Eggleston and others believe the public's appetite for such projects doesn't lag far behind. Bates cited the input of thousands of Tulsans who participated in the PLANiTULSA process as proof that there is a growing dissatisfaction with the status quo and that people are demanding new kinds of development.
Rachel Zabrowski, the lead architect on the One Place project from Miles Associates, said that when citizens were invited to participate in the PLANiTULSA process, they demonstrated a clear rejection of current development trends in which neighborhoods continue to grow with no sense of center. The idea of densely populated, walkable nodes scattered throughout the city was very well received, she said.
"So the concept of multi-use development is entirely complementary with that," she said.
Warlick back up that assertion.
"The people we worked with in PLANiTULSA were more than ready for it," he said. "They know what it is, and they've been to other towns that have it. Invariably, their favorite places, wherever they traveled, was those walkable areas. Nobody told me, 'We loved the fast food joints in Phoenix.' "
Brittany Sawyer, spokesperson for One Developers LLC, the group that is building One Place, believes that familiarity with mixed-use development is important.
"The people who grasp it the most are the people who have traveled and seen it in other cities," she said.
Warlick acknowledged most Tulsans have probably had little or no exposure to those kinds of projects.
"That's really part of the problem," he said. "It's a big, systemic problem. Since we don't have a good example, you have to go to other cities to see it."
And that will slow its acceptance here, he said.
"If banks don't have comps, they can't make loans," he said. "If citizens can't see it every day, they're not sure if they want it or not. We're kind of held back by a lot of things right now, but we're quickly busting through this current trend. We're working with private partners to build some prototypes. That's one of the six key strategies listed in PLANiTULSA."
It's not as if multi-use development is some exotic phenomenon relegated to the densely populated urban centers of the Northeast, Bates said. He said good examples of it exist in places as close by as Kansas City or Fort Worth.
What visitors to those cities have seen is likely to become a reality in Tulsa in the coming decades, Warlick said.
"A lot of the stuff that's going to be in the Brady (Arts District) will be of that nature," he said. "It's not going to look like the suburbs at all, and it shouldn't. You'll have people living above shops, that sort of thing."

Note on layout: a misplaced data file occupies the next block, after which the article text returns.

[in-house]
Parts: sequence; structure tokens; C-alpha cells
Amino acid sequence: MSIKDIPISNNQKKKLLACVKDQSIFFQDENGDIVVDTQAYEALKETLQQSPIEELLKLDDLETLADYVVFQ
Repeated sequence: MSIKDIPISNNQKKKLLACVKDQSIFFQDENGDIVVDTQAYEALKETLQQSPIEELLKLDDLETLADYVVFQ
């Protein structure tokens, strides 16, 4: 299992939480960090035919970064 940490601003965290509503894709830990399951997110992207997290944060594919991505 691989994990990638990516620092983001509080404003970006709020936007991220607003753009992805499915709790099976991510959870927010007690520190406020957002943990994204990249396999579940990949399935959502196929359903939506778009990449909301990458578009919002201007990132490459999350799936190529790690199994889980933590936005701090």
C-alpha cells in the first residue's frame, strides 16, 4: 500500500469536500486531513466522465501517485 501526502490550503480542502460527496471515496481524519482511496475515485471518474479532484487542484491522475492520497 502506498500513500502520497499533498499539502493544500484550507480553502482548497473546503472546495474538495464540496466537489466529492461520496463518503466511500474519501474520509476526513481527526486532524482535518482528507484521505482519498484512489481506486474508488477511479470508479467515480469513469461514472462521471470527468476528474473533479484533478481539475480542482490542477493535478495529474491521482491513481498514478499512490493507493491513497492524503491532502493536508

But mixed-use development won't be relegated strictly to downtown sites or such obvious locations as Cherry Street or Brookside, he said.
"We want to try to get this happening everywhere, not just downtown or not just midtown," he said. "If people live in east Tulsa and want to live near a walkable area, we want to give them that option."
Zabrowski, who has a great deal of experience with mixed-use developments, said she thinks Tulsans will have a strong positive reaction to the concept.
"Hopefully, it'll be true to form, in that it will cause a great deal of curiosity and excitement for people to be able to park their car and do several things in one part of town," she said. "Only when you have several activities coming together like that can you cause that to happen."
Gregarious By Nature and Design
Jamieson, another Englishman, has been working toward mixed-use development in Tulsa since moving here in 1997. He created the Village at Central Park housing development just east of downtown in the Pearl District in 2001 -- a project modeled in many ways after the Georgetown area outside Washington, D.C. -- and since has devoted his attention to revitalizing the surrounding area into a sustainable, walkable community.
Mixed-use development soon will be the norm in that neighborhood, he hopes.
"We're not inventing it, we're re-inventing it," he said of the mixed-use concept.
A regular visitor to City Hall, where he lobbies for projects designed to make his vision for the Pearl District a reality, Jamieson believes Tulsa can no longer afford to do things the way it has for the past 60 or 70 years.